While humans are unequipped to fly naturally we have always envied other creatures the freedom of the air. The dream of flight has inspired men to create ways of overcoming gravity with ever more creative machines and technological tricks. We can fly, at least with a little help.
A drone allows the operator to fly, if indirectly through the lens of the camera. The drone makes it quite easy, a nominal cost and a little practice allows a drone pilot to access the air so easily. A few moments preparation and the little aircraft is a able to loft hundreds of feet above and over a mile away.
Flying the little Mavic Air has opened this means of flight to me, and I admit I have been quite captivated by the experience. I am late to the game I suppose, but this also means I am learning on a very capable piece of mature technology. The Mavic Air is a superbly designed machine that is quite forgiving to a new pilot.
My interest in the drone is really as an extension of my existing interest in photography. My motivation is to allow photos to be taken from a new perspective. Even now, with drones becoming fairly common, a view from the air adds a sense of excitement to an image.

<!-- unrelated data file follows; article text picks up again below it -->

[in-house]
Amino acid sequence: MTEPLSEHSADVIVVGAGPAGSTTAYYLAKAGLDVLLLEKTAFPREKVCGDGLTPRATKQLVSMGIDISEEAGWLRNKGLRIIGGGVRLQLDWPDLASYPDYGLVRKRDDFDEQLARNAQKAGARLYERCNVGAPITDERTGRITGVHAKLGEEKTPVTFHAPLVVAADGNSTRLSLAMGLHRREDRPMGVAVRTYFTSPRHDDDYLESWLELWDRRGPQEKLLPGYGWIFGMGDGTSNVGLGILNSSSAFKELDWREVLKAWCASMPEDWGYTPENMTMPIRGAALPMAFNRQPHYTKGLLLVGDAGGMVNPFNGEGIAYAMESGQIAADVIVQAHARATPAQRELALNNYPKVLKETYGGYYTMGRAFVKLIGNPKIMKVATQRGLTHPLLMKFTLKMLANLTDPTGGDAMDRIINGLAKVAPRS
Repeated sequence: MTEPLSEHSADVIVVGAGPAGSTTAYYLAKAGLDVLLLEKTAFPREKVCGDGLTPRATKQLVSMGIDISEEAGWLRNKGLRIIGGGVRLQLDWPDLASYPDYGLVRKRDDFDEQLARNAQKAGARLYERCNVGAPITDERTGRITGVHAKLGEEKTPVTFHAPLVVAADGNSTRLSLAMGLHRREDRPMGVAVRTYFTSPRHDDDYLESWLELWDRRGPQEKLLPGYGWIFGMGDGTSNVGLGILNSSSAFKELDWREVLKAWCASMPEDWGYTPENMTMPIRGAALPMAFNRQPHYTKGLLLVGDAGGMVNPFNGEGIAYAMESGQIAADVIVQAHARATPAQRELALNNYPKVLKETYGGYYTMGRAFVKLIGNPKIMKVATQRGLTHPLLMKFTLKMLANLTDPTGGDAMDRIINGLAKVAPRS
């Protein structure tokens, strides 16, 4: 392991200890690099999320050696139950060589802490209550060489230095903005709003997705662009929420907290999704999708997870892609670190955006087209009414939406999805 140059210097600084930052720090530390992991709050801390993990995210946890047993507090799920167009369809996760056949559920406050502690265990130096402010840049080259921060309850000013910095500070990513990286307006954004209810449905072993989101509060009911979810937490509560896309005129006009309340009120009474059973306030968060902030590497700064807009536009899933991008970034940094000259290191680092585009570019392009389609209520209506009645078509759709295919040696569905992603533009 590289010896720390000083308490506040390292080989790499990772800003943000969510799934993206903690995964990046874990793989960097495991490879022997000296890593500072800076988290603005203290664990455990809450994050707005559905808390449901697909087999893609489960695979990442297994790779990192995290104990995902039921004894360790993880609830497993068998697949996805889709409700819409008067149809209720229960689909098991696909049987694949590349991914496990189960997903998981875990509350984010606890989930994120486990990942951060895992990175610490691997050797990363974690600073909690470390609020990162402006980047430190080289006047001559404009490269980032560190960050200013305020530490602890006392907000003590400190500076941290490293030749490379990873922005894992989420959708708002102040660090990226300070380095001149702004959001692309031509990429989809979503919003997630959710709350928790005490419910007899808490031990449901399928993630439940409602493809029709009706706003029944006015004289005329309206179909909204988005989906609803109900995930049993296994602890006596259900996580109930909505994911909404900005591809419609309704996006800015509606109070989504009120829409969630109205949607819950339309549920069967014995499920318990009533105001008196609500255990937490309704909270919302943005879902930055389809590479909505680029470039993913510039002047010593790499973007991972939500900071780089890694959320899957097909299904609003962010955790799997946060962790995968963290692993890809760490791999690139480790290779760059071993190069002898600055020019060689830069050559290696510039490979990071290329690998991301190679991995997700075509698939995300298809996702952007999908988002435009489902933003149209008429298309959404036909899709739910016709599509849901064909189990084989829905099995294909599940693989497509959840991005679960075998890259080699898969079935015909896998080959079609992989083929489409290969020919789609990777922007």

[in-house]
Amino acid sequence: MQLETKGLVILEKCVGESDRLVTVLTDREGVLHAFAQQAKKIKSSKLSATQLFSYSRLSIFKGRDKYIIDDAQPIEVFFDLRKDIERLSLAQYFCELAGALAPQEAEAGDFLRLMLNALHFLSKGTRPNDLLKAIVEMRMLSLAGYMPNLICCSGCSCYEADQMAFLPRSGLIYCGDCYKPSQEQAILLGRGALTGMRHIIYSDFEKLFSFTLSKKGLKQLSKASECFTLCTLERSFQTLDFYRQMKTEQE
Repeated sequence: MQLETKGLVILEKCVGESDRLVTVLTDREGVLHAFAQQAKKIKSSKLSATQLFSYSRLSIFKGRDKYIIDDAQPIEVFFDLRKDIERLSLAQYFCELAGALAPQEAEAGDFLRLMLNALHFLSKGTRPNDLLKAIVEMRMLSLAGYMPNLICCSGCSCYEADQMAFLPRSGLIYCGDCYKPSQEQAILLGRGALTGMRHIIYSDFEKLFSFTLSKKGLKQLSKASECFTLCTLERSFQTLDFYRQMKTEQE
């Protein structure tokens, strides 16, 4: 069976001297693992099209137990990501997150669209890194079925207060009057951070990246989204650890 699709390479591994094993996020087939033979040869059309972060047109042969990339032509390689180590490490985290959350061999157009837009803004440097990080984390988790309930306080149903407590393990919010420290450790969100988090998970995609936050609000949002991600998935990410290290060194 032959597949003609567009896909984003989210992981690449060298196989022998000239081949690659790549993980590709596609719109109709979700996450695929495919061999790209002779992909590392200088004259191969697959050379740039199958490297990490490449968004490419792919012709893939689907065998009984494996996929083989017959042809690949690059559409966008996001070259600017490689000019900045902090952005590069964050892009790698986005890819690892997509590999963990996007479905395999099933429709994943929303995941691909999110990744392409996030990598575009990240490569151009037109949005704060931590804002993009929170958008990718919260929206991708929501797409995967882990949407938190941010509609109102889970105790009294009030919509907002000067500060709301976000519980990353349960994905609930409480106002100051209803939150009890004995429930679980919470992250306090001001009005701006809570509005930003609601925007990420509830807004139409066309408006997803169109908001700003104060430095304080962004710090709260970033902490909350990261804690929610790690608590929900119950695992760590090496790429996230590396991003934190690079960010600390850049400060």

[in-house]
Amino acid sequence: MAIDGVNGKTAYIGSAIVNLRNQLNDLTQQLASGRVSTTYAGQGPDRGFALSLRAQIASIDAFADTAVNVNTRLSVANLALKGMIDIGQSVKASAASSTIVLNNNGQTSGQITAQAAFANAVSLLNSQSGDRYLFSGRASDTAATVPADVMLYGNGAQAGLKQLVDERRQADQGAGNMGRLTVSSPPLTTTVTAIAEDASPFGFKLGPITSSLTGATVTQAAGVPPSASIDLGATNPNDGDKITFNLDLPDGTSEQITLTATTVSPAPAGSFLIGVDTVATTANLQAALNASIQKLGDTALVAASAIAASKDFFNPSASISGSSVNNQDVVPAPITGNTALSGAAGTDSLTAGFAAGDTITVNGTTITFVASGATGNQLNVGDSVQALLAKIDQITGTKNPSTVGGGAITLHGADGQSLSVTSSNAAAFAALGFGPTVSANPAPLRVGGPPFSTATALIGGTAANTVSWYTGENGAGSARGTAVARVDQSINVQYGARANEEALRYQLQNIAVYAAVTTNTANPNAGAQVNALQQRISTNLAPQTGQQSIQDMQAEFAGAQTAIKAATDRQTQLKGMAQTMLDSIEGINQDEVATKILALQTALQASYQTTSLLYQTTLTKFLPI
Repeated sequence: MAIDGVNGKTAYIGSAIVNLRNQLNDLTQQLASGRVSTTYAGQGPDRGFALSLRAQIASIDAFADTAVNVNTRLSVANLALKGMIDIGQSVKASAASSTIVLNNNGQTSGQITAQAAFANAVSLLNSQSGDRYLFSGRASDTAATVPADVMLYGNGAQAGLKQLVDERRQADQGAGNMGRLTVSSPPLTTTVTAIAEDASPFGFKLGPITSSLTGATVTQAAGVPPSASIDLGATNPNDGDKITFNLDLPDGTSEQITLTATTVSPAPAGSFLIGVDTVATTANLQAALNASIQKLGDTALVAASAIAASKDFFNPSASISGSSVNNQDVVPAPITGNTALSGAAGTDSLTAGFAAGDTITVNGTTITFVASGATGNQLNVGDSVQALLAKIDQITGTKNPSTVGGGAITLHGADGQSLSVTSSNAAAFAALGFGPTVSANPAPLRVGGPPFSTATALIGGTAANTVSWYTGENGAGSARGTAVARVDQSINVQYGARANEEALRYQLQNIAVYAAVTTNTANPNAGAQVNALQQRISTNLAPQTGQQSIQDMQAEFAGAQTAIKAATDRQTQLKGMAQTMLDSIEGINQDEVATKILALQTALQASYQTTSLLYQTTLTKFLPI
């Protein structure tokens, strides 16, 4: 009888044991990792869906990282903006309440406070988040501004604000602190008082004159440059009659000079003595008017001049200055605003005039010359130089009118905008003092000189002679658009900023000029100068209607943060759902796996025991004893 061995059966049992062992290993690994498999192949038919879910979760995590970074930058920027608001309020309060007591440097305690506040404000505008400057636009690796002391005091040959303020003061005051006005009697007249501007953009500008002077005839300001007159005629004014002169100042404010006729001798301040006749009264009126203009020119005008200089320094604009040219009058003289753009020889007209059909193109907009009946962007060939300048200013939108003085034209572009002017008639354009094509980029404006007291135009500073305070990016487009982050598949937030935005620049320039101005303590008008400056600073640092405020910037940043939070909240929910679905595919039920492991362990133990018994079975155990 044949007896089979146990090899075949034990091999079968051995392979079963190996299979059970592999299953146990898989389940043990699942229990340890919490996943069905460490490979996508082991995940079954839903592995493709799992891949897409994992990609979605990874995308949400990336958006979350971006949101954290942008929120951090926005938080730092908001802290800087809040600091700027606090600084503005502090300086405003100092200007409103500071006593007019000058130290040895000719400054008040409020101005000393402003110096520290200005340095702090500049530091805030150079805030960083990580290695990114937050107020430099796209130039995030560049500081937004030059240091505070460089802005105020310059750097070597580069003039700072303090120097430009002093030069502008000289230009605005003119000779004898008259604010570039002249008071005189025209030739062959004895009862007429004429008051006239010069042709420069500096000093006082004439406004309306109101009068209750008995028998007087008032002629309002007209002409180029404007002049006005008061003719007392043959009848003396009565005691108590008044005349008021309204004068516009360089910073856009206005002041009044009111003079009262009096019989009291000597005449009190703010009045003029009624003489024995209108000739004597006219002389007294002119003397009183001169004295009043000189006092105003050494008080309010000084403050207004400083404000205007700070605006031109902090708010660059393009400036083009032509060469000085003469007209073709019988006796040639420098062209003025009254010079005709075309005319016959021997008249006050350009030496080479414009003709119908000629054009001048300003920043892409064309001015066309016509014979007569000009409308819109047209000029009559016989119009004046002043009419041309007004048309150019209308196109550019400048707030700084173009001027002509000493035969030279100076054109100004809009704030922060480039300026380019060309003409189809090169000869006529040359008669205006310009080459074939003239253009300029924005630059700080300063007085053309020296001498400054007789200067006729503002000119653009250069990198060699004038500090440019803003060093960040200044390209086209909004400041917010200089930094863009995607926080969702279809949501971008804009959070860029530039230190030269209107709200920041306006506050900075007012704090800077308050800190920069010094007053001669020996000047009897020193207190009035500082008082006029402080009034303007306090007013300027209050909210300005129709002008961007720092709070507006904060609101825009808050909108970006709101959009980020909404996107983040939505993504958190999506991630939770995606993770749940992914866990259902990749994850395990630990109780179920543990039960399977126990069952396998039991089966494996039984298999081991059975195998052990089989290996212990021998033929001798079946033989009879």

This new freedom of the air is important as I will be spending several weeks on a boat while cruising the entire Inside Passage. The boat allows access to incredible wilderness, but also restricts where you can go and where you can photograph from easily. Much of the time you find yourself stuck on the boat. The drone breaks some of those restrictions, allowing photography with far more freedom.
In preparation for this voyage I have been practicing with the drone, flying around the island and photographing the scenery of Hawaii. Operating from a boat will take another level of skill, one I am eager to reach. In the meantime I have access to a wonderful place to learn.
While my first flight was in a neighborhood park near the house, the next flights were in the Saddle. A beautiful region of lava flows and rugged ʻōhiʻa forest between looming volcanoes. Not a bad place to fly, particularly as I can do it while commuting to work.
Drones do face increasing restrictions on where and how one can fly. Learning the rules takes a bit of reading. Not near airport, no flying in a national park, or even a Hawaii state park. County parks are still allowed, as are much of state lands administered by the DLNR, though that may change.
I duly registered my drone with the FAA before flying, writing the registration number on the side as required. I downloaded the FAA iPhone application to allow me to check where I can fly.
Actually the B4UFly app from the FAA is pretty bad, slow and buggy software. I would recommend AirMap instead, it uses the same database and is far more user friendly and offers better features. I need to write more about that in a later post.